The Sideshow Annex


In rec.arts.sf.fandom, in a thread titled "now the CIA", Lucy Kemnitzer wrote:
I'm frightened: I think of my country's actions and positions in the world, and I wonder how long the rest of the world will put up with it. I do not want to be Carthage.
Ken MacLeod responded:

Two windows light the curtained room;
thro' one the summer air
infiltrates; thro' one we look
and see small portions of th' external world
in single vision multiplied, and we
who do not believe the lie, still
lie still and watch:
lie still and watch:'The chancellor today held urgent talks on the current crisis
with the patrician and plebian leaders
and owners of latifundia'
and owners of latifundia(one of whom
the other day had an insolent slave
hacked up and fed to ornamental carp).

'In the metropolis there is growing concern
as yet another outpost of empire falls
to the barbarians'
to the barbarians'(who learned their national epic
from photocopies of the ancient manuscripts,
and quote its lines as slogans on the broken walls
while the defenders of civilization must move their lips
to read the words in their comic-strips).

They who were with me in the gunships at Mylae
know there is a fate worse than death: decay.

As solar heat is focussed by a lens
your after-image burns on my retinae.
How long have we got until the world ends?
You answer me in lunar months
unlucky fractions of years.

Conscripting this unborn draft-evader
to the defence of an order worse
than the worst disorder
is loyalty misplaced.
You fell on that sword
for an earlier Republic. On the telescreen
the veteran senator concludes his speech:
'Delenda est Carthago'. In the round
black mirror in the middle of your eye
only my troubled face reflects, as from
the remembered fishponds of a previous death.

Lucy Kemnitzer added:
There is no comfort here.
I read of the deeds of honorable men and women
whose tribes were foul, and the good that they did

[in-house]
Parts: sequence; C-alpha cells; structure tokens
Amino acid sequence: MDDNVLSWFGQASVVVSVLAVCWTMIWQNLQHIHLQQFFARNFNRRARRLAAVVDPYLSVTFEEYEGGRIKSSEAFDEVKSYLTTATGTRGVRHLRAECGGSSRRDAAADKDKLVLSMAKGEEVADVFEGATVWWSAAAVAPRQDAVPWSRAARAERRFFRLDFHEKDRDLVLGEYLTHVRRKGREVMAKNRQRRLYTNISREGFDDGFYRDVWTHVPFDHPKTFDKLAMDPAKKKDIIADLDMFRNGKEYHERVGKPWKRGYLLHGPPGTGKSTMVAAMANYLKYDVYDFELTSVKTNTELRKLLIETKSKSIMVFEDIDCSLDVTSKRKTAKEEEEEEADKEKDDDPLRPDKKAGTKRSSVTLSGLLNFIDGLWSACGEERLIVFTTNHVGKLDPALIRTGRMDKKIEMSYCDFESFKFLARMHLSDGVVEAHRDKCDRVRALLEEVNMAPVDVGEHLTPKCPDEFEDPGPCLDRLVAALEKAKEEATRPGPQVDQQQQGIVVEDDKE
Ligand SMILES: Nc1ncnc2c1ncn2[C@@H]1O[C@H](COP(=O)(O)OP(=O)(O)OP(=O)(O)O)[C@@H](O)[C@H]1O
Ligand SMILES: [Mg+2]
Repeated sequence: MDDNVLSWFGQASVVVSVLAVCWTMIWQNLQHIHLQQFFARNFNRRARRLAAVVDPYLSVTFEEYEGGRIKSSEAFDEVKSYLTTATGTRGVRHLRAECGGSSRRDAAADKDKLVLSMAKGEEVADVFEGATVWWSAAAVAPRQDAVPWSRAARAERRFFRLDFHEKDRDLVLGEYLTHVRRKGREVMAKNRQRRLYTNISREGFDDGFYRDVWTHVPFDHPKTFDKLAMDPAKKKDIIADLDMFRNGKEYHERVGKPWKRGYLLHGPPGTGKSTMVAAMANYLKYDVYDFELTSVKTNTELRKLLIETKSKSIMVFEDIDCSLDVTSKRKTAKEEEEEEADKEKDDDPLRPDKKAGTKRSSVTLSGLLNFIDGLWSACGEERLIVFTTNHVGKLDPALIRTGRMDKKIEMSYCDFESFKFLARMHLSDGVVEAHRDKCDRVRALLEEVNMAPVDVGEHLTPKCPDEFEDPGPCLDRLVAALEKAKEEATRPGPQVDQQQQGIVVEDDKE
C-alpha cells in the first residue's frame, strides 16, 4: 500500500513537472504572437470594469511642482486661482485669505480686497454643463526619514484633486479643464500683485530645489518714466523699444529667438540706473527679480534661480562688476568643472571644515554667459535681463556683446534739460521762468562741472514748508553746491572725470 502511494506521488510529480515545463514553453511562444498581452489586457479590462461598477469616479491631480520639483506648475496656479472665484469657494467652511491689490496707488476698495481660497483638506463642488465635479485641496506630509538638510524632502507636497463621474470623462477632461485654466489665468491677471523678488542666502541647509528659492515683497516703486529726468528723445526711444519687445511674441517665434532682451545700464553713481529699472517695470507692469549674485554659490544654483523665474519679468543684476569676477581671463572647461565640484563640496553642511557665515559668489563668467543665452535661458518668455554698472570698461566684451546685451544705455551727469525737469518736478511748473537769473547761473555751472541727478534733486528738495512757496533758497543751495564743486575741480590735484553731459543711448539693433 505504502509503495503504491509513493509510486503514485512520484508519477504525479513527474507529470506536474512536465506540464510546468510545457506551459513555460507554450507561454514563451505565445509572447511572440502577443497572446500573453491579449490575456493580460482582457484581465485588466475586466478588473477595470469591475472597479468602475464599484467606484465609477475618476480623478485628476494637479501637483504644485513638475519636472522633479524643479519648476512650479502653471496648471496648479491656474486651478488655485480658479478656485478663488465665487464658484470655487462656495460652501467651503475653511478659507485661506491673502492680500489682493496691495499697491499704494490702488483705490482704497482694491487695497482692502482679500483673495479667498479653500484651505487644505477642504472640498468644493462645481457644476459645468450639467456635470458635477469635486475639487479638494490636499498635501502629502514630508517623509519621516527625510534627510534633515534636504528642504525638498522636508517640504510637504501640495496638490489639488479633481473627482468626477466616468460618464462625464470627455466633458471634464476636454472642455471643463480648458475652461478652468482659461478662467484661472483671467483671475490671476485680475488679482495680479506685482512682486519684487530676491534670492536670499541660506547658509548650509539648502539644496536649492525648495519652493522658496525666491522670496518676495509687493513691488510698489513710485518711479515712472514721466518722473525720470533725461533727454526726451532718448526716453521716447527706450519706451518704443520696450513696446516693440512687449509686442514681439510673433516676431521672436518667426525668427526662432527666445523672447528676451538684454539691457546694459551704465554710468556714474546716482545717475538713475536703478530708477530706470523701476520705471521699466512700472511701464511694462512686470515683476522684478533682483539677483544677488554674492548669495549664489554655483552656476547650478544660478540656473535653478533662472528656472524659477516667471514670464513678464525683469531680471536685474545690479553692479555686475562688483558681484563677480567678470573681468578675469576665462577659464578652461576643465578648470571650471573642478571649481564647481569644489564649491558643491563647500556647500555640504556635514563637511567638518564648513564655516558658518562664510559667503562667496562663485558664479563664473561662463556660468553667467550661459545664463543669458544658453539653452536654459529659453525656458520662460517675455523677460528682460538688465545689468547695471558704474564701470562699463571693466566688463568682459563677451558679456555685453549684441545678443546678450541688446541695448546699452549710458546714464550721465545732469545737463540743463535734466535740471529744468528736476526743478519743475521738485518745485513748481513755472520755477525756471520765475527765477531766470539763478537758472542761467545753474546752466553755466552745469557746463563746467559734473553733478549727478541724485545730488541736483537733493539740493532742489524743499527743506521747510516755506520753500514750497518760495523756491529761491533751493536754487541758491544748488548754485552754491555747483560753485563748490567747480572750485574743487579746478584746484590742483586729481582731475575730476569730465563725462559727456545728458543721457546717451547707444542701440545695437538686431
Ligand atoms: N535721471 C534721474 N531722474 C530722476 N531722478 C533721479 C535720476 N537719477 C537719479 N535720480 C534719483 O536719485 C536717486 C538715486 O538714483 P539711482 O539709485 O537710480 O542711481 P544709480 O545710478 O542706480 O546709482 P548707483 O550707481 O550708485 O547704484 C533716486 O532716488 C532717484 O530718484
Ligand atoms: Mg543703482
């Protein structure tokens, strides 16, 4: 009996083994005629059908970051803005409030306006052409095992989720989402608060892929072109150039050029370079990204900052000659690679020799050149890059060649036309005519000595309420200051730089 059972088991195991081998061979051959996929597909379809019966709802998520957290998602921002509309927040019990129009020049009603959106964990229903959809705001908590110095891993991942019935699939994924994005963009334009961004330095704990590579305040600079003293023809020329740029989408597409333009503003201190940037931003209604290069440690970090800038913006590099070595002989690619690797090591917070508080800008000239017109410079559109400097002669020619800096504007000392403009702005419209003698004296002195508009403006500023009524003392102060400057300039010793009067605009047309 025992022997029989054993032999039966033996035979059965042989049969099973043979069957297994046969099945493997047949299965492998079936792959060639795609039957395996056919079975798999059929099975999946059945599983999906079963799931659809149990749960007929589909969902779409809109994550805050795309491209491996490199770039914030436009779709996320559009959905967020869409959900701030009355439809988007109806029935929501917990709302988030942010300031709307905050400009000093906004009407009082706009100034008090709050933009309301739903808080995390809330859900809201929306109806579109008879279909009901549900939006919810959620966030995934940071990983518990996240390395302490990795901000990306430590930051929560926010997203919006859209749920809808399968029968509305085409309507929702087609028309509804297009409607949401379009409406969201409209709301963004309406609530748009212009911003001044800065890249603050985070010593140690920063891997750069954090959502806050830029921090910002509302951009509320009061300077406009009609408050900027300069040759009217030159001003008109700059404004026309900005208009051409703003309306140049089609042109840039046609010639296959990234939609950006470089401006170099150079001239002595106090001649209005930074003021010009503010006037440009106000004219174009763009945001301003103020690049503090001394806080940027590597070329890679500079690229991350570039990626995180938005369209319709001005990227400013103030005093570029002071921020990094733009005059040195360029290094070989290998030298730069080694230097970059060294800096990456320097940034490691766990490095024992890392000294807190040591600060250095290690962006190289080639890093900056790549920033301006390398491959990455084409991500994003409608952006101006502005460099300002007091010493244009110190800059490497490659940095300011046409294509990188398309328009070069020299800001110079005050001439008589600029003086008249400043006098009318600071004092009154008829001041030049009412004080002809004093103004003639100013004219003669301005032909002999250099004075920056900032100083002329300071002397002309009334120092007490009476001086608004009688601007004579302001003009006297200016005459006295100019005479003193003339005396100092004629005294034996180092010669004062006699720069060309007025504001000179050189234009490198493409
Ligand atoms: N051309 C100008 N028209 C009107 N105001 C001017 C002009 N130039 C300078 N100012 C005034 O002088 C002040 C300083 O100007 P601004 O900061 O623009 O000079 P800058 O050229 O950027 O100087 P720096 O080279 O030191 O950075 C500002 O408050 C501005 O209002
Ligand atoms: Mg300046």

while retaining allegiance to their tribes.
There is no comfort there.

A ruined city of stone lies -- within the teeming city,
its arenas the destination of schoolchildren: or
stepped on the steps of the mountain, the home
of insects and weeds.

This stone was calcinated and slaked and mixed
and spread over stone, smooth, shining, white
and gaudy colors. On one continent, and the others,
and bones, too, calcinated, to the glory of some nation
or another, now asunder, and the words to their songs
sung only as an exercise. But it's not the passing
that's frightening me. It's the passage.

Death is the given: decay is our birthright. We
all become compost.
Or not: some of us become ash, we become vapor,
we become as never were, and we feed no worms
and we feed no penetrating roots.

Roads built, and the slaves that built them, to carry
armies out and their bodies and their booty in, the roads last
beyond the armies that oversaw their building. From satellites
you can see them, green scars in the green, in the rainforest.
There is no comfort there.

Under here there are skulls.
Here is a man whose job it is to count
and measure them. He reads these bones.
Another, who reads the stones, and the plaster,
the calcinated stone and bone, that lies on them thick and white.
They tell me stories of what happened here.
There is no comfort there.

On this white wall there is written a name,
in glyphs unreadable except by the iniated.
"Remember my name and your name will be remembered."
On that other dark wall there are carved names of thousands
who died to defend, to defend, to defend,
I cannot say it, it reads "Freedom," and I cannot say it
because there is no comfort in lies.

Nor, here and now, is there comfort in truth.
Comfort is gone: it vaporized, it vanished, it
dissolved as all hallucinations do.

Where in all history is there an empire
gently turning away from conquest, kindly turning
its reins to wreaths, laying itself down in the dust,
freeing its slaves and its prisoners of its own accord?
And accordingly its freedmen gently taking their freedom,
kindly covering themselves with wreaths of olive and laurel,
sweetly tilling the dust of their dead, and in accord
living out their lives, free and whole
and leaving all cruelty behind?

That's where I long to go, to that spot, where the belly of the
beast is not ripped and torn from within and without only
to give rough birth to only another beast.

But there is no comfort.
History is a terrible thing.

Niall McAuley followed:
I stand on a mound of bones.

The bones of soldiers, of butchered civilians,
the bones of slavers and slaves,
A scree of conquerors and conquered,
back to the time people first walked here.

But I am not any of them,
and I look upwards, to the stars.

And Lucy said:
I have one last word or so:

No elegant despair here,
but common terror:

I find no comfort
but here and there, a scrap, a scrap
of battered hope.

June 10-12 2002

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